By Scott Ferrell
Golf courses are “living and breathing creatures,” it’s often said.
But unlike humans and other beings, golf courses can live forever if properly nurtured. Especially when our wonderfully talented golf course superintendents administer that daily TLC. Over time, however, surgery or a makeover may be necessary to keep a golf course “healthy.” That’s where golf course architects come in.
Many golfers fancy themselves as having an “architect’s eye” but typically underestimate the complexities of golf course design. It takes many years to hone the craft, and successful architects often start their careers in the dirt. There’s no substitute for working on a golf course construction crew to understand the design process. Golf course architects are, in fact, both technicians and artists.
If your club is considering a renovation, asking the following questions will help you begin the journey:
1) Are we renovating or restoring? There’s a difference. Renovating may be driven by many factors, such as drainage issues, catching up with club and ball technology, aging turf, or simply to create a better and more playable golf experience. While restoration may include several of those factors, it is generally motivated by the desire to take the course back to its original design. This sometimes occurs when the original designer gained notoriety from a certain style, a la Donald Ross. Some architects have positioned themselves as experts in the restoration of courses done by a particular designer. This may make your architect decision far easier.
2) What are our objectives? Are they simply technical improvements, or are we trying to sell more memberships or real estate? Most designers check the box when it comes to a solid architectural foundation, particularly if they are members of the American Society of Golf Course Architects (ASGCA), which is recommended. But not all architects have the notoriety and brand to move the marketing and sales needle. That is why signature architects are often hired as a differentiator for new development projects.
3) What is our budget? Some architects have the reputation of taking an unlimited budget and doubling it. Be careful. A defined budget is a must to keep control of the project. And the finished product must also fit into your annual maintenance budget.
Establish a shortlist of three designers to invite for interviews and final presentations. These questions will help whittle it down:
1) What is your design philosophy? This may seem like an obvious question, but the answer can be very telling. If an architect starts talking about creating landforms, heavy bunkering, or a major re-routing, be prepared for a higher budget. While a minimalist approach is not always possible, moving less earth will create a more natural look and lower budget.
2) What is your design process? Do you produce a detailed set of plans and specifications to guide the golf course contractor? This is important to establish a budget and hold everyone accountable. While “free-flowing in the field” architects often produce beautiful work, it’s harder to establish a budget with that style.
3) How do you assist in the selection of a contractor? The answer should be a bid process of experienced firms that bid to the set of plans. Of course, one does not have to pick the low bid, but you need to put yourself in a position to compare apples to apples. This approach also applies if an agronomist or irrigation designer is needed.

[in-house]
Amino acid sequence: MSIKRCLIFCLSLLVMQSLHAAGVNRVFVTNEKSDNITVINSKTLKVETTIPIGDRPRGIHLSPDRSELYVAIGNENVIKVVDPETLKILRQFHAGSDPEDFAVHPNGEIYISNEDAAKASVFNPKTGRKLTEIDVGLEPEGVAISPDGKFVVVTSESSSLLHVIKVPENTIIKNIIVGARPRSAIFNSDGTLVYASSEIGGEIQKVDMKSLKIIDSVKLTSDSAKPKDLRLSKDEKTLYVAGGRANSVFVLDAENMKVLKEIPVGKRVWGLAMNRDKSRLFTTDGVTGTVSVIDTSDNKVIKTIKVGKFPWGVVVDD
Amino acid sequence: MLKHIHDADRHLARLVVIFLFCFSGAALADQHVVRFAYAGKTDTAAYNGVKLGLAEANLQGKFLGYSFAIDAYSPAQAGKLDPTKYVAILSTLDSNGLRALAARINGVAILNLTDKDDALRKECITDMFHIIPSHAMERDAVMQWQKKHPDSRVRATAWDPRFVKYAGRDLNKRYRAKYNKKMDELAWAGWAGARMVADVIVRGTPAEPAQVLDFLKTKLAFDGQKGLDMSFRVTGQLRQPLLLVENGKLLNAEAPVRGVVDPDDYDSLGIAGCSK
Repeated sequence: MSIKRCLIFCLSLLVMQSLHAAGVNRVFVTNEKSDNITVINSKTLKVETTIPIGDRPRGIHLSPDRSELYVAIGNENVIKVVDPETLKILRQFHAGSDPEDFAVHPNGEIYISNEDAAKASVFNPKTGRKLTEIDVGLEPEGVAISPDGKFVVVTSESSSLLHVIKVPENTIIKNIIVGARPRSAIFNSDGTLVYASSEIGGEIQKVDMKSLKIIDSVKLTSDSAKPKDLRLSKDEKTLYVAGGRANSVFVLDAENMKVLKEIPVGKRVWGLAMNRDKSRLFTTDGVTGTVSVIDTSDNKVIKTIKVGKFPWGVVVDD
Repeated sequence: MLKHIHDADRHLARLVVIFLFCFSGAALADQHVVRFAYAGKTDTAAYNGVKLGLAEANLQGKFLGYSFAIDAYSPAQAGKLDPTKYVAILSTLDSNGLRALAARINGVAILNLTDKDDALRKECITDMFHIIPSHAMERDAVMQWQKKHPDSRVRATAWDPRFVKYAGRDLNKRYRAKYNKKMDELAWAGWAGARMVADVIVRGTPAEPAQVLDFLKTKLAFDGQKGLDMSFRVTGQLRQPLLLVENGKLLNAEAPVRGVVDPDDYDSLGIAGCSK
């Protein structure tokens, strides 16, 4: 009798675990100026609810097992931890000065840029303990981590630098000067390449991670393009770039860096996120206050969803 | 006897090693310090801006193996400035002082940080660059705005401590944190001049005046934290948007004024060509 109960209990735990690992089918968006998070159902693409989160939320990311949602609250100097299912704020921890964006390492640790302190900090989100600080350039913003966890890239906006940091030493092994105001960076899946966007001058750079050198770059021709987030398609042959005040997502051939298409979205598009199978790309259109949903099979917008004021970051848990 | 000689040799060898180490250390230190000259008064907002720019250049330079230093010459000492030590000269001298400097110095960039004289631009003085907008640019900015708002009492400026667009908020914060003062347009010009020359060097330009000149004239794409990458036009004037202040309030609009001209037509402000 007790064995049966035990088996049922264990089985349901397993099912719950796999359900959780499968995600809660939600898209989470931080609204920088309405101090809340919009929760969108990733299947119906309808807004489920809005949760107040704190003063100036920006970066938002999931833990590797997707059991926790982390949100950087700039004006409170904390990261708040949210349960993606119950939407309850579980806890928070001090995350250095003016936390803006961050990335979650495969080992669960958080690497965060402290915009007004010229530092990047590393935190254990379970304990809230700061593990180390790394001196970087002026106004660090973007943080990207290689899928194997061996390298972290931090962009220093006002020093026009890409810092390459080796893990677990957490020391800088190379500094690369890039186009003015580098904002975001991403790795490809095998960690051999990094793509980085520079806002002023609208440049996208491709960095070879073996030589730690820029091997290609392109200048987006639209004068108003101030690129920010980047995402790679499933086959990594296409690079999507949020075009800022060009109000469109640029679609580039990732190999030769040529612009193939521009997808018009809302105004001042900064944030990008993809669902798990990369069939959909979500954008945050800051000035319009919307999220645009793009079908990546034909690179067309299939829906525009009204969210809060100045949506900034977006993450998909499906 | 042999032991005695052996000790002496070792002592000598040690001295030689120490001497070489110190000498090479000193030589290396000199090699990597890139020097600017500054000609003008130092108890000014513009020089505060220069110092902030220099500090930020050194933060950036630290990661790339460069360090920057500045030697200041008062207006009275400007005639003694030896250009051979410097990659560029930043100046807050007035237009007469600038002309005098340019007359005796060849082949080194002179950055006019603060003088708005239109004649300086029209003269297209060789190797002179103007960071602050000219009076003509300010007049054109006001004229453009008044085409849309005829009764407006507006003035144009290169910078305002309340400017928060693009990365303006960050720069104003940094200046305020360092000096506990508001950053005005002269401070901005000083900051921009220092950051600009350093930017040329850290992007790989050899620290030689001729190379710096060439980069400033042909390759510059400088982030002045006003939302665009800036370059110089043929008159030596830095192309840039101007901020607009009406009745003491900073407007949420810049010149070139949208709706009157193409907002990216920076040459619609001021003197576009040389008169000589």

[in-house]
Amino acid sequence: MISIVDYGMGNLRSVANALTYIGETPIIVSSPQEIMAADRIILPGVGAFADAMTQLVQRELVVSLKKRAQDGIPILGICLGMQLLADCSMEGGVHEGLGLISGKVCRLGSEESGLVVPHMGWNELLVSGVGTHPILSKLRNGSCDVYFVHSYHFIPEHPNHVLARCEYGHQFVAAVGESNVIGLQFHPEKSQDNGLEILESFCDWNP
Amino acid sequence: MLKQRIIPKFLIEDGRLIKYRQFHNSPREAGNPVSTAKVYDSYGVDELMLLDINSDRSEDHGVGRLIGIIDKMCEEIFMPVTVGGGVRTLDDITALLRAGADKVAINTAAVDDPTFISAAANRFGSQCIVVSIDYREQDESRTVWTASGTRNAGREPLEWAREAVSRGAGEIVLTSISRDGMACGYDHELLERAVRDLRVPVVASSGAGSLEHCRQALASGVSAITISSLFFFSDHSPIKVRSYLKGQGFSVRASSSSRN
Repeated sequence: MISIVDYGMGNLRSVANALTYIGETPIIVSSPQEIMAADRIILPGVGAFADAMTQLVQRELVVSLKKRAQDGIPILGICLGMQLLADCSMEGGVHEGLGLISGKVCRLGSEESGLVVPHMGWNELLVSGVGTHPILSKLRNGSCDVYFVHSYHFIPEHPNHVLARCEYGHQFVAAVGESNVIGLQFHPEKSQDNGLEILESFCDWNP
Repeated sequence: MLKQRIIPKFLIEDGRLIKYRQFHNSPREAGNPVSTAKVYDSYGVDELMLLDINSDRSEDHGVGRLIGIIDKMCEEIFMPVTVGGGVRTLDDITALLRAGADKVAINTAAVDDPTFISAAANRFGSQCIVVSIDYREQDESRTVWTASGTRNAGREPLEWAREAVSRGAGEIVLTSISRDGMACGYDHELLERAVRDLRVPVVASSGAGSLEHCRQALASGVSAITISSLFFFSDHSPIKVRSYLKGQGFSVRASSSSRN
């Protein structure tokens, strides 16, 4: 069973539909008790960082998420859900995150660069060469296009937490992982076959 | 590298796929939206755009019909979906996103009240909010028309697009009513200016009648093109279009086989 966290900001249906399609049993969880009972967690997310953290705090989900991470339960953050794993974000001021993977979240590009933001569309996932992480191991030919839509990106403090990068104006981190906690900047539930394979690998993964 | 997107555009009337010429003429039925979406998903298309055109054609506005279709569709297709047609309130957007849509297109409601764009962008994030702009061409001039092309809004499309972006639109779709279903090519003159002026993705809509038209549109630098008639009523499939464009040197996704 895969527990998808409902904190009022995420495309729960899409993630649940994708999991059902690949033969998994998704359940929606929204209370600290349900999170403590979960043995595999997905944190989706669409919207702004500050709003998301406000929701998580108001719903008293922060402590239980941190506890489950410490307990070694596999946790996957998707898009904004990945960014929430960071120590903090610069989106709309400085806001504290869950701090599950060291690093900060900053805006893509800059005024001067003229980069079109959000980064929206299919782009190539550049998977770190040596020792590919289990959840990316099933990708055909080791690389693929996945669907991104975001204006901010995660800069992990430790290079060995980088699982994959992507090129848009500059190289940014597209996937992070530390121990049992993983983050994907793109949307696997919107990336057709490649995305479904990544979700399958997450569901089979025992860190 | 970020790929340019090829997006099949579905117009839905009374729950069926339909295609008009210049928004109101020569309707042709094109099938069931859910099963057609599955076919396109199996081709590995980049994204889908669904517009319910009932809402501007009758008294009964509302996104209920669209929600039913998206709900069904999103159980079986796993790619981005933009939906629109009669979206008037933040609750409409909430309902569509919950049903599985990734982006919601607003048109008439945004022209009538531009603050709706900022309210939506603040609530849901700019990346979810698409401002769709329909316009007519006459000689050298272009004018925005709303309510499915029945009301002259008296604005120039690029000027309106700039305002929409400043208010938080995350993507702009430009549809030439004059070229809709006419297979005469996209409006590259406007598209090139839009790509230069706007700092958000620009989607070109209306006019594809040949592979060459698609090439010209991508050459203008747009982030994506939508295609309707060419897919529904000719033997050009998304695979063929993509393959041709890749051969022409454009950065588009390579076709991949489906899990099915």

4) How often do you visit the project during construction? Drawings are important, but sometimes the architect can make excellent adjustments in the field if present at key construction milestones.
5) How long will the course be shut down? This has obvious financial implications. The schedule is usually driven by a grassing window that occurs at a certain time of year.
6) What is your view on playability? We all love the great championship courses, but does the everyday amateur want to play them and get bloodied every day? This is a philosophical point, but by and large, you want a playable course that your members and guests will enjoy time and again. This will improve member satisfaction and drive dues or greens fee revenue.
7) What is your view on sustainability? We are all responsible for being stewards of the environment, and if you are going to renovate, you should strive to create a more sustainable golf course. If the architect has courses in their portfolio certified by Audubon International, for example, that’s a plus.
8) Can you provide references from like clubs? This may be the most important question. Talking to clubs that have worked with the architect from start to finish will glean critical information and insight.
9) Where is your office? While this is not the highest priority question, having an architect in reasonable proximity will likely mean that you will get more attention and more affordable visits during construction.
You’ve reached the home stretch! You should be able to narrow the search to three competitors, all of whom have proven that they can do the job. Now it’s a beauty contest. Given the competitive state of the golf course design business today, it’s appropriate to ask for conceptual sketches unique to your course in a final proposal/presentation. These materials will communicate a unique vision and lead to meaningful and relevant design discussions specific to your course, and hopefully, a clear and educated choice!
Scott Ferrell is vice president of development at Bobby Jones Links. He can be reached via email at firstname.lastname@example.org.
The Bobby Jones name can be an asset to your club, but that’s not our focus. We realize every club is unique and its brand is special, which is why it is about you, not us, and why we always work in the background.